FDA proposes new rule for animal feed accreditation

The FDA is working to establish a new testing program for human and animal food by accredited laboratories in specific circumstances as required by the FDA as part of the Food Safety Modernization Act.

FDA proposes new rule for animal feed accreditation
November 20, 2019

The U.S. Food and Drug Administration (FDA) is proposing  a program for the testing of food by accredited laboratories as required by the FDA Food Safety Modernization Act (FSMA) as part of a proposed rule. The laboratory accreditation program, once established, will require testing of human and animal feed in certain circumstances by accredited laboratories. Accredited laboratories would be required to follow model standards and would be subject to oversight by FDA-recognized accreditation bodies to help ensure consistently reliable testing results.

Currently, the FDA requires certain food testing, including environmental testing, to be conducted to help determine safety. The testing is largely completed by private laboratories that may conform to a variety of standards and be subject to various levels of oversight. Under the new proposed program, only laboratories accredited by an accreditation body (AB) recognized by the FDA will be able to conduct food testing in certain circumstances which are outlined in the proposed rule. Further, the results will be required to be sent directly to the FDA by the accredited laboratories.

 The following are circumstances that would require use of a laboratory accredited under this proposed rule:

  • Testing conducted to comply with specific FDA testing requirements applied to address an identified or suspected food safety problem (including certain tests of shell eggs, bottled water, and sprouts).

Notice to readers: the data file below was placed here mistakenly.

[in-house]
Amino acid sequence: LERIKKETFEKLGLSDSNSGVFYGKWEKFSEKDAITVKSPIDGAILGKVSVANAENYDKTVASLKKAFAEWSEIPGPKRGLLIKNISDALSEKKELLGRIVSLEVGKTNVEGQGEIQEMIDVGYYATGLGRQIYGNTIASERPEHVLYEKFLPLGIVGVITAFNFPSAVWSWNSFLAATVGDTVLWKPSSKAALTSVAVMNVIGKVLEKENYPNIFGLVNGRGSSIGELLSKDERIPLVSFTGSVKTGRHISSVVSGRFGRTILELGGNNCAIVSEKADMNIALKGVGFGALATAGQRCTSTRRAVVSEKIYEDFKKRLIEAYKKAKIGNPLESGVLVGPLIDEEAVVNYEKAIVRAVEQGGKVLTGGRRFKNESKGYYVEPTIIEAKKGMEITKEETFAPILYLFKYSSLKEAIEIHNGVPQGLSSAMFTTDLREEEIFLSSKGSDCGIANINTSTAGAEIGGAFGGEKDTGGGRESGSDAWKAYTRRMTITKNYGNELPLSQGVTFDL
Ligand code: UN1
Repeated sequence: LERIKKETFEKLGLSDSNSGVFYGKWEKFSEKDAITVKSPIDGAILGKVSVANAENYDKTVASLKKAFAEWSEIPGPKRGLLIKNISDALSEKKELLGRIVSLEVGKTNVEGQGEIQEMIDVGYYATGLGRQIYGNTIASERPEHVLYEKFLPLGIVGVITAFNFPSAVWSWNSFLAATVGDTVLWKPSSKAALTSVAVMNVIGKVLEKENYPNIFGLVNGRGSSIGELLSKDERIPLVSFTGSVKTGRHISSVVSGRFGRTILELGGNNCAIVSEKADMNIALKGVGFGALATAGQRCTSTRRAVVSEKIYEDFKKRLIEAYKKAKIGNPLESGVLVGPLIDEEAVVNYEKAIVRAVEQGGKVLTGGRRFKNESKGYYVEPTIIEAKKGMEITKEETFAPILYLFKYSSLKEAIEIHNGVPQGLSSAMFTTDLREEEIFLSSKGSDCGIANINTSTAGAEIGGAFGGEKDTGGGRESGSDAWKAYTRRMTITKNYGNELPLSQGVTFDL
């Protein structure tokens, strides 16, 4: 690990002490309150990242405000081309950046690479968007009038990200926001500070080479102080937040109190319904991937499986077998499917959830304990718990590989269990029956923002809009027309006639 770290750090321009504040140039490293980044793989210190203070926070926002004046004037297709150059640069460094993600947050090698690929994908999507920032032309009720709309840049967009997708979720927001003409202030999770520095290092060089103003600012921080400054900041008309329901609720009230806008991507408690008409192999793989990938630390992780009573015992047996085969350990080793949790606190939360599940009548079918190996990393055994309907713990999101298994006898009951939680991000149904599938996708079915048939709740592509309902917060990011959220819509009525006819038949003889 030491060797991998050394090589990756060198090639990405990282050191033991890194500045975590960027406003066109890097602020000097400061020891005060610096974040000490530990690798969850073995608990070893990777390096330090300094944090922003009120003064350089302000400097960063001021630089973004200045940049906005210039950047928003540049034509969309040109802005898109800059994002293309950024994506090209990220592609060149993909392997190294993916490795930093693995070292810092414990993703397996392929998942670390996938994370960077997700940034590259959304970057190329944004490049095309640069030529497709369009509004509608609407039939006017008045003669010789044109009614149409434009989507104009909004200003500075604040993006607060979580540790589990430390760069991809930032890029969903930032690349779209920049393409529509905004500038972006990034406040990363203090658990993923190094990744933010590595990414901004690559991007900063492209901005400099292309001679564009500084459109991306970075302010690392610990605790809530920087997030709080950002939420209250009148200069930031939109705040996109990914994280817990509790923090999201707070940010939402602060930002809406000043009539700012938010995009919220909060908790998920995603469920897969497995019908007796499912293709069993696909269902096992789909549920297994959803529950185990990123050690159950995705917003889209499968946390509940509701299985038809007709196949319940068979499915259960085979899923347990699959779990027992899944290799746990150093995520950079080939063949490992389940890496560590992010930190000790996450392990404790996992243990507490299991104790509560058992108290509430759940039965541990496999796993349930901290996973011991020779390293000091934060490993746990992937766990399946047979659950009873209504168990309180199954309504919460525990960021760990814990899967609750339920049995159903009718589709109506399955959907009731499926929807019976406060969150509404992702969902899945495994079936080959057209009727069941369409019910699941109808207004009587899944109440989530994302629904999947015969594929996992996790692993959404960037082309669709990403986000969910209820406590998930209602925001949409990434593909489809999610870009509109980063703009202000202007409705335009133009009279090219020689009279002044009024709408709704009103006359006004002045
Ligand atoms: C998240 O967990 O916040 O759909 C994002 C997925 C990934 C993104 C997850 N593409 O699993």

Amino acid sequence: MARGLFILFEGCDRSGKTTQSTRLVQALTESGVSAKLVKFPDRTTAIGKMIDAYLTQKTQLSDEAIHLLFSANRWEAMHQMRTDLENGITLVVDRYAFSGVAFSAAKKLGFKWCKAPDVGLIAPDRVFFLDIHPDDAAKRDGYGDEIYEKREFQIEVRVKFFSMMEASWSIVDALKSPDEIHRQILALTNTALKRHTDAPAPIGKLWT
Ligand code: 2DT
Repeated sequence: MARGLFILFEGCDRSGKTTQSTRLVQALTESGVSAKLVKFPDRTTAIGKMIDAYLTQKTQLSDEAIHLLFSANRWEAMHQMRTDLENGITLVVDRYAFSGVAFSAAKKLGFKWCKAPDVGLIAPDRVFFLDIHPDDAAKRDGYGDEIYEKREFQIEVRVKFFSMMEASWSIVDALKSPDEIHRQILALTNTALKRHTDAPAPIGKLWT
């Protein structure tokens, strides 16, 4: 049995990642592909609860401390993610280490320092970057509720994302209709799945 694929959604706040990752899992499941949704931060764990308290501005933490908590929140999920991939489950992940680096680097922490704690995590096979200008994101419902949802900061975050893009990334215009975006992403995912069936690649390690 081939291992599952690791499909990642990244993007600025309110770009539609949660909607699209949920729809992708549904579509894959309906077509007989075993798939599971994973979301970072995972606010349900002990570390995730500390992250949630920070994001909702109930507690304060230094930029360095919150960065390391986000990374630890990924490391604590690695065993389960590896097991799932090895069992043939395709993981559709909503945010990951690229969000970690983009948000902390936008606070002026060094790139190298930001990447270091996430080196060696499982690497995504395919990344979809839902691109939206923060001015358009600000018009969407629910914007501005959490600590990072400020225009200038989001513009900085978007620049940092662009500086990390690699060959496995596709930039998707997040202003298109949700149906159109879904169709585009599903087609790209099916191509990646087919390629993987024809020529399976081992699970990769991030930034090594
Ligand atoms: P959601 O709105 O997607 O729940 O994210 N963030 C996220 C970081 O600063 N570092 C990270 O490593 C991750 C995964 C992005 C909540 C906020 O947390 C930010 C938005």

• Testing conducted to provide evidence to support the admissibility of imported food into U.S. commerce (e.g., testing conducted for a food that has been detained due to an appearance of adulteration).
  • Testing conducted to support the removal of a food from an import alert through successful consecutive testing.
  • Testing conducted to address an identified or suspected food safety problem and presented to FDA as part of evidence for an informal hearing before a mandatory recall order, as part of a corrective action plan submitted after an order suspending the registration of a food facility, or as part of evidence submitted for an appeal of an administrative detention order;
  • Testing conducted in response to a food testing order, a new procedure proposed by this rule to address an identified or suspected food safety problem.

The proposed laboratory accreditation program would incorporate two globally recognized and widely used voluntary consensus standards, ISO/IEC 17011:2017 and ISO/IEC 17025:2017, as foundational requirements for ABs and laboratories, respectively. ABs and laboratories would also be required to meet certain additional requirements.

The proposed laboratory accreditation program is intended to improve the accuracy and reliability of certain food testing through the uniformity of standards and enhanced oversight of participating laboratories.

More information here.